Endeavor is on its way to the International Space Station with a seven member crew made up of six Americans and one Canadian after five suspended launch attempts due to rainy summer Floridian weather. Tomorrow the laser tipped robotic arm will review the Shuttle for possible damage caused by launch debris.  A record thirteen member crew will “comfortably” inhabit the Space Station for the next eleven days, thanks to the added living space constructed during past missions.  Sixteen countries have collaborated in the decade long ongoing construction of the International Space Station, now the size of a four bedroom house. Only seven additional trips to the ISS are scheduled before the Shuttle mission is to be retired next year.

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Endeavour and STS-127 is an eleven day mission with five planned spacewalks. The main goal is to attach a platform outside the Japan Aerospace Exploration Agency’s Kibo laboratory, completing construction of the lab.

Having been postponed again yesterday, the launch is rescheduled for today at 1851 EDT, weather permitting, with pre-launch coverage beginning at 1330 EDT on NASA TV.

UPDATE: 2139 CDT – the mission was postponed again due to weather and has been rescheduled for Wednesday 15 July at 1703 CDT. Launch coverage will begin at noon on NASA TV. Read the rest of this post …

Stamp Sheet - Moon LandingWhere does stamp-collecting intersect with space exploration? On Buckingham Covers’ Stamp Sheet Presentation Pack it seems! the pack is released in commemoration of the Moon landing 40 years ago. It consists of original UK stamps along with labels and stickers and, for good measure, is signed by Edgar Mitchell, the sixth man to walk on the Moon. More at Buckingham Covers.

A new website is being launched to complement PBS’s TV Special: 400 Years of the Telescope. Taking a look around the site, I note that there’s a wealth of material for teachers to put to use in the classroom amongst a wide array of resources.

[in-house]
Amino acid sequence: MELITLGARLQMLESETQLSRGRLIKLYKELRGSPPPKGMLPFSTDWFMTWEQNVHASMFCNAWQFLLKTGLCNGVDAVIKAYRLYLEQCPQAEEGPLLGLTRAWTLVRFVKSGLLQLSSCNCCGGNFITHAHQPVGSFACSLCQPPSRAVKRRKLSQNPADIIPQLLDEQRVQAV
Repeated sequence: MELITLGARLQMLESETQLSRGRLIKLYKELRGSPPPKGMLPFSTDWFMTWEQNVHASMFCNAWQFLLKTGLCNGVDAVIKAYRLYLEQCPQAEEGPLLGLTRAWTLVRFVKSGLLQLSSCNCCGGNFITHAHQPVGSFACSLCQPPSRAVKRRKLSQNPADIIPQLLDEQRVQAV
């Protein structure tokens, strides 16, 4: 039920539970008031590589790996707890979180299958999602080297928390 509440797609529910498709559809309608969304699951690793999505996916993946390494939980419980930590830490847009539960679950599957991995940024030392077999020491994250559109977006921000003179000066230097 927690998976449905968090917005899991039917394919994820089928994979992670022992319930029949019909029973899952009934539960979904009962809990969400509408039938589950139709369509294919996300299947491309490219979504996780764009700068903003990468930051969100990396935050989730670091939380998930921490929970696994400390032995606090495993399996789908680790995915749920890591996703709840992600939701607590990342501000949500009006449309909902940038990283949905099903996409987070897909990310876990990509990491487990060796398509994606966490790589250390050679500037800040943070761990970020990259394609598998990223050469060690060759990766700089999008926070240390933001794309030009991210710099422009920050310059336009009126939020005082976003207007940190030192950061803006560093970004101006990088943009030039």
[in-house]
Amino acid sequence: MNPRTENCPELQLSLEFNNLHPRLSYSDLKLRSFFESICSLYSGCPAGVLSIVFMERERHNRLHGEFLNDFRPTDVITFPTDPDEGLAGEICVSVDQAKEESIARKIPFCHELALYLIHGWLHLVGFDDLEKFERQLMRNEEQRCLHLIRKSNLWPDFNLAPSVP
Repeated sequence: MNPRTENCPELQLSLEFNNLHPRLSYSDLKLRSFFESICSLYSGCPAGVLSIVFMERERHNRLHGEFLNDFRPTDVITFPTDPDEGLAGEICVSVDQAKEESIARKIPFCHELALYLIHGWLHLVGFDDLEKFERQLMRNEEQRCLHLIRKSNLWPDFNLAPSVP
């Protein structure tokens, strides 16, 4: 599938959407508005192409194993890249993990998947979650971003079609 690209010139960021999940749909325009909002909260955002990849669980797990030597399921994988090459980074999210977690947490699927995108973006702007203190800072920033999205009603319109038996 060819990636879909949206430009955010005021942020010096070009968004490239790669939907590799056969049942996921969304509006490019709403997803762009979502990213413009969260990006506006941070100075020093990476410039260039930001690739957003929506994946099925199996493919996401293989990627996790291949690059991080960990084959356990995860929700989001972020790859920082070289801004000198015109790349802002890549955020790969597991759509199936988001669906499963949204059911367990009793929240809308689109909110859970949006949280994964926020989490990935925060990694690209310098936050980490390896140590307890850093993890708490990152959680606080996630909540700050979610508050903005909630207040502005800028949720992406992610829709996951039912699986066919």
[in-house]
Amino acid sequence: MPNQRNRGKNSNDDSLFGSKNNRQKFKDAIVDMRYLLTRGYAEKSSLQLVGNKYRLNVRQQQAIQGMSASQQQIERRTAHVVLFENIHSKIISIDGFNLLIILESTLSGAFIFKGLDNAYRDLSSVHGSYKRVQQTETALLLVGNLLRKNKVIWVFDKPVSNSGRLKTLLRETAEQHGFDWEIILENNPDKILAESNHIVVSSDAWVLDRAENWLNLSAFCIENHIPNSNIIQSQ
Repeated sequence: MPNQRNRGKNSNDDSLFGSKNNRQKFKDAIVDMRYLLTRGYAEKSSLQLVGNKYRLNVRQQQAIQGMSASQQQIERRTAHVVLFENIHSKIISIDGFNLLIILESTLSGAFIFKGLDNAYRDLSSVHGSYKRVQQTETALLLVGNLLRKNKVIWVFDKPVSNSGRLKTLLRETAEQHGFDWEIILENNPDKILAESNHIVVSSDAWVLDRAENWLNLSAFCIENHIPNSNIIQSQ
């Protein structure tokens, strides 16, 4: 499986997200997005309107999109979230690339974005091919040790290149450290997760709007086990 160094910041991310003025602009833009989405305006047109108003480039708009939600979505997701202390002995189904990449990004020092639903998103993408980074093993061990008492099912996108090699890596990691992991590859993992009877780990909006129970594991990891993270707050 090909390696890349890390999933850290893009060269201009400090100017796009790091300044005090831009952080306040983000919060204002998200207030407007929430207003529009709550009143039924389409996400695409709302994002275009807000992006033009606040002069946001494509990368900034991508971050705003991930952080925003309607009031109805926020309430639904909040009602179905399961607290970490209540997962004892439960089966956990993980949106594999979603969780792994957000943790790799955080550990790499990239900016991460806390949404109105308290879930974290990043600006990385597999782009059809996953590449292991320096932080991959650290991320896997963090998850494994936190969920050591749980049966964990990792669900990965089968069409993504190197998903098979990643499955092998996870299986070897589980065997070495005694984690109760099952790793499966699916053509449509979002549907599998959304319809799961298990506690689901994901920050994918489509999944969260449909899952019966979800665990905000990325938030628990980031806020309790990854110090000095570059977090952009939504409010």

For more, visit: the 400 years website.

Your Cosmology Questions Answered

Posted by Lydia on June 6th, 2009

We received some very interesting questions on the Astronomy Today Forum last month which I sent to several amateur astronomers whom I consider to be “experts” on the subject.

Question 1: When we look into space we can see back in time some 14 billion years. Can we see this far in all directions? If so wouldn’t that mean we are at the centre?

Question 2: I understand the universe is expanding with our galaxy likened to dots on a balloon. The space constantly increasing between them as the balloon is inflated. So how is it possible for galaxies to collide? A short cut through warped space? Perhaps it should be compared to two or more balloons inside one another, lots of “little” Big bangs. Possibly not all at the exact same location.

Question 3: If our galaxy and Andromeda are going to collide and we were both created at approximately the same point in space shouldn’t a line between them have to point at the approximate centre of the universe? Would a line drawn between other colliding galaxies point to the same location?

Question 4: If everything were created from a single location in a microsecond of time everything should be moving away from that point. After some time that point in space should be devoid of most matter, a big huge empty sphere. Has anything like that been seen?

Question 5: Perhaps with the improved Hubble we will see the edge of space, (moments after the big bang) not the farthermost edge but the edge of that huge empty sphere in the middle. It might appear all around us due to warped space.

Answers after the jump: Read the rest of this post …